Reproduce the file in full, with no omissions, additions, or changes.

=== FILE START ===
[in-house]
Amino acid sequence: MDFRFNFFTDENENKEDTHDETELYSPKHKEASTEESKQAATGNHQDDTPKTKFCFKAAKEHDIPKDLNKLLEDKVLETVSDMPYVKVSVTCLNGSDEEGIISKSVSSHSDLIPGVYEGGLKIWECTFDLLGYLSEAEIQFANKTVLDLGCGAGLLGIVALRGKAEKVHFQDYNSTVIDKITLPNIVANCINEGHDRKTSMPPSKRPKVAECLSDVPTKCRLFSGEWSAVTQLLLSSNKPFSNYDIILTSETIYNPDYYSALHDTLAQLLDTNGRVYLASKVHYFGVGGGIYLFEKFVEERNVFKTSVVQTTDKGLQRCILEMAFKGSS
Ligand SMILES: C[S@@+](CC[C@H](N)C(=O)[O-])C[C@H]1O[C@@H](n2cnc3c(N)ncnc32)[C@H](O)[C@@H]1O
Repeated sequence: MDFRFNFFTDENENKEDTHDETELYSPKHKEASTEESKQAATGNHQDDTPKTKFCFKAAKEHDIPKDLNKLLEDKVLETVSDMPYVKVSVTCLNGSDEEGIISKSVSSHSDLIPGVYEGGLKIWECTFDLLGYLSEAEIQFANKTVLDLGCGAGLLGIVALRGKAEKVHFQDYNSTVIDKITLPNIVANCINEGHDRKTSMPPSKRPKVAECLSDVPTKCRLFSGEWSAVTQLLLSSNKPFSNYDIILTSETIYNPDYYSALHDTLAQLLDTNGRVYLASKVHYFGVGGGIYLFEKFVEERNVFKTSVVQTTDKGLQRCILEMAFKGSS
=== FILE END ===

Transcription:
[in-house]
Amino acid sequence: MDFRFNFFTDENENKEDTHDETELYSPKHKEASTEESKQAATGNHQDDTPKTKFCFKAAKEHDIPKDLNKLLEDKVLETVSDMPYVKVSVTCLNGSDEEGIISKSVSSHSDLIPGVYEGGLKIWECTFDLLGYLSEAEIQFANKTVLDLGCGAGLLGIVALRGKAEKVHFQDYNSTVIDKITLPNIVANCINEGHDRKTSMPPSKRPKVAECLSDVPTKCRLFSGEWSAVTQLLLSSNKPFSNYDIILTSETIYNPDYYSALHDTLAQLLDTNGRVYLASKVHYFGVGGGIYLFEKFVEERNVFKTSVVQTTDKGLQRCILEMAFKGSS
Ligand SMILES: C[S@@+](CC[C@H](N)C(=O)[O-])C[C@H]1O[C@@H](n2cnc3c(N)ncnc32)[C@H](O)[C@@H]1O
Repeated sequence: MDFRFNFFTDENENKEDTHDETELYSPKHKEASTEESKQAATGNHQDDTPKTKFCFKAAKEHDIPKDLNKLLEDKVLETVSDMPYVKVSVTCLNGSDEEGIISKSVSSHSDLIPGVYEGGLKIWECTFDLLGYLSEAEIQFANKTVLDLGCGAGLLGIVALRGKAEKVHFQDYNSTVIDKITLPNIVANCINEGHDRKTSMPPSKRPKVAECLSDVPTKCRLFSGEWSAVTQLLLSSNKPFSNYDIILTSETIYNPDYYSALHDTLAQLLDTNGRVYLASKVHYFGVGGGIYLFEKFVEERNVFKTSVVQTTDKGLQRCILEMAFKGSS